FTC Consumer Sentinel Network Data Book

Is the Positive News about Identity Theft for Real?

By Robert E. Holtfreter

bob-holtfreter-50x50.jpg   Taking Back the ID 

Here’s a case that hits close to home. My wife, an elementary school teacher, recently called me on her lunch break to tell me she had just received a questionable e-mail from Laura, the mother of one of her students. The message said that Laura was in the United Kingdom, had lost her wallet, and was asking my wife to wire $2,500 to an account in the UK. I told my wife that the message obviously was fraudulent, and she should call Laura.

My wife was just one of more than 40 people who had contacted Laura (who wasn’t stranded in the UK) to tell her they had received the same fake e-mail from her. Laura told my wife that during the previous month she’d innocently provided her personal e-mail account information (username, password, etc.) to someone masquerading as a Yahoo! employee. After she typed in her personal info, she hit the reply button and the fraudster had what he needed to infiltrate her computer, hijack her e-mail contact list, and send the “I need money” e-mail to more than 200 people. Fortunately, no one wired funds to the UK account. Not this time.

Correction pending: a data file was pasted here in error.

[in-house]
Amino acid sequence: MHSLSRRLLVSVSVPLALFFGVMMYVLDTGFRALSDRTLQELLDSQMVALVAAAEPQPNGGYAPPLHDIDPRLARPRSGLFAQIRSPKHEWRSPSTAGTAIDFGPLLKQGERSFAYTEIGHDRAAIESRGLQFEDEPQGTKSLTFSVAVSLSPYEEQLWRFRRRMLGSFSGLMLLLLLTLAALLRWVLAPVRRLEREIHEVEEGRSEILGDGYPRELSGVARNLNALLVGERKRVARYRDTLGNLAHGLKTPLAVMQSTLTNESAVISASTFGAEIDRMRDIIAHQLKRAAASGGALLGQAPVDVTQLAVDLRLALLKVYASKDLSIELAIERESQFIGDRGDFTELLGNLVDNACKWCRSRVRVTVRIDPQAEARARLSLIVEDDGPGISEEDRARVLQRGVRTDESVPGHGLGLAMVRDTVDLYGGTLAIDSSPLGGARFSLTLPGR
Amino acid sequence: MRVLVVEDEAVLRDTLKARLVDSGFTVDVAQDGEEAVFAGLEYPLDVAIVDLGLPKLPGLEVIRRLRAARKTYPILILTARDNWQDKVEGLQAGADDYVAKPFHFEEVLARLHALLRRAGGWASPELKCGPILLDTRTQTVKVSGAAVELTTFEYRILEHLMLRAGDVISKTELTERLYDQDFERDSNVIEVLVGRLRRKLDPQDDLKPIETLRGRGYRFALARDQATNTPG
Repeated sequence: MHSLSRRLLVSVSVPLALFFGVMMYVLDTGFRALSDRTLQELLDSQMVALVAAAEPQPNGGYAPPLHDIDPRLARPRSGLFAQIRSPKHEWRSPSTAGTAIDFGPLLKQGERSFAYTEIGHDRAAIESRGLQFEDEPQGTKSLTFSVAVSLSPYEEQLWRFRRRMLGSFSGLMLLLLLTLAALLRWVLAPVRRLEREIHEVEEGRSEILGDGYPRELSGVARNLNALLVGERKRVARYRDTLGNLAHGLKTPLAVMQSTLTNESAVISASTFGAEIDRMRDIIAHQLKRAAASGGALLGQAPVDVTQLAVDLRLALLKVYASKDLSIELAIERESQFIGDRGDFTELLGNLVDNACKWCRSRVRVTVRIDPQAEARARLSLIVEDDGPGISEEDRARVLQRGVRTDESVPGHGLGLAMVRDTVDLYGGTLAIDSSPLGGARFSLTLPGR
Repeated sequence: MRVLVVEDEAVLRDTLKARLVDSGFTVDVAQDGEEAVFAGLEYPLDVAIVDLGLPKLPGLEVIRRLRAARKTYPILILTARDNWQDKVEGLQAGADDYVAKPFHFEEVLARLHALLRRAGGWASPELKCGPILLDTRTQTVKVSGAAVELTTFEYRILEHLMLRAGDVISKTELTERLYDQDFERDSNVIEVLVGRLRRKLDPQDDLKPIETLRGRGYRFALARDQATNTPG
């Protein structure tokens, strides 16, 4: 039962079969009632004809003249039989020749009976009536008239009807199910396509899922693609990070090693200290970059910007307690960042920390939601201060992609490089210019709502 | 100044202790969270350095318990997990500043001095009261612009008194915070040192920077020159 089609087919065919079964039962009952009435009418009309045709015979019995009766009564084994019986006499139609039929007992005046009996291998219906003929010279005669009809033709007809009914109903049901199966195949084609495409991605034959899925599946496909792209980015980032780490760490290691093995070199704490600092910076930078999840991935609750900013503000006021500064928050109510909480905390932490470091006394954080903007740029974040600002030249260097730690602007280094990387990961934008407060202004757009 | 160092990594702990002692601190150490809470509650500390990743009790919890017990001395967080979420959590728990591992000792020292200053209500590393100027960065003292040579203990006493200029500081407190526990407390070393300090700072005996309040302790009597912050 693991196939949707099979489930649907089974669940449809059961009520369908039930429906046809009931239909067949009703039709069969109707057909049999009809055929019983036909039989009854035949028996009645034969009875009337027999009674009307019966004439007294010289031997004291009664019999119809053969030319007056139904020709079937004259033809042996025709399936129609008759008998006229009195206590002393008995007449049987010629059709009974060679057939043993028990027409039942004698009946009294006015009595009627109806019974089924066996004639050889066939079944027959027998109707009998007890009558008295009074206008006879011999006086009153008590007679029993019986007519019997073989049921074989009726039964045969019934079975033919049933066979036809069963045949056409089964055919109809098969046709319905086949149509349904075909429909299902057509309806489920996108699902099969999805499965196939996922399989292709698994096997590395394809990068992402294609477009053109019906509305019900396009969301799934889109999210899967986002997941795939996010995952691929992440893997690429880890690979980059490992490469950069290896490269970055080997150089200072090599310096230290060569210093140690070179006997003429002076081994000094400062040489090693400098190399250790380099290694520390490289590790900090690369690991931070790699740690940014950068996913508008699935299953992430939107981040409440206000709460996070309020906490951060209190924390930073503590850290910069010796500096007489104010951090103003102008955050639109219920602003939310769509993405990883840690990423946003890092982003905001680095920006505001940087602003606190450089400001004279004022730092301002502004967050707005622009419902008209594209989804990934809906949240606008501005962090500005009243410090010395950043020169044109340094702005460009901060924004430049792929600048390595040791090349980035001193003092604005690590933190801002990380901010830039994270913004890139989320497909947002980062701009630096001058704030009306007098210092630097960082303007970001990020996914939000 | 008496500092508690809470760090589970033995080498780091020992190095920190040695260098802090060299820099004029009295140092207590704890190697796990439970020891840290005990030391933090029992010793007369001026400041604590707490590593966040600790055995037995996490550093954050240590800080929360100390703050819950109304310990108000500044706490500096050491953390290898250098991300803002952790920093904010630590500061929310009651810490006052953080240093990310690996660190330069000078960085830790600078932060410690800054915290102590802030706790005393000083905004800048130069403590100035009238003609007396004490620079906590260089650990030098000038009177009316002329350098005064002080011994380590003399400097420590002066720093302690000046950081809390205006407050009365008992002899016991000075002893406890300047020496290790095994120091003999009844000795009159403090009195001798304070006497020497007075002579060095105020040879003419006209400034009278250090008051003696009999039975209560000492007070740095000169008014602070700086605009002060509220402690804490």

This scam is representative of the many that have been reported to the Federal Trade Commission (FTC) and reflected in its 2009 Consumer Sentinel Network (CSN) Data Book, which was begun in 1997.

The CSN reports annual unverified complaints filed directly by consumers to the FTC and other agencies including the Better Business Bureau, Department of Defense, Federal Bureau of Investigation, Identity Theft Assistance Center, Internet Crime Complaint Center, National Association of Attorneys General, National Consumers League, PhoneBusters, U.S. Postal Service, state and local government, and police and sheriff departments.

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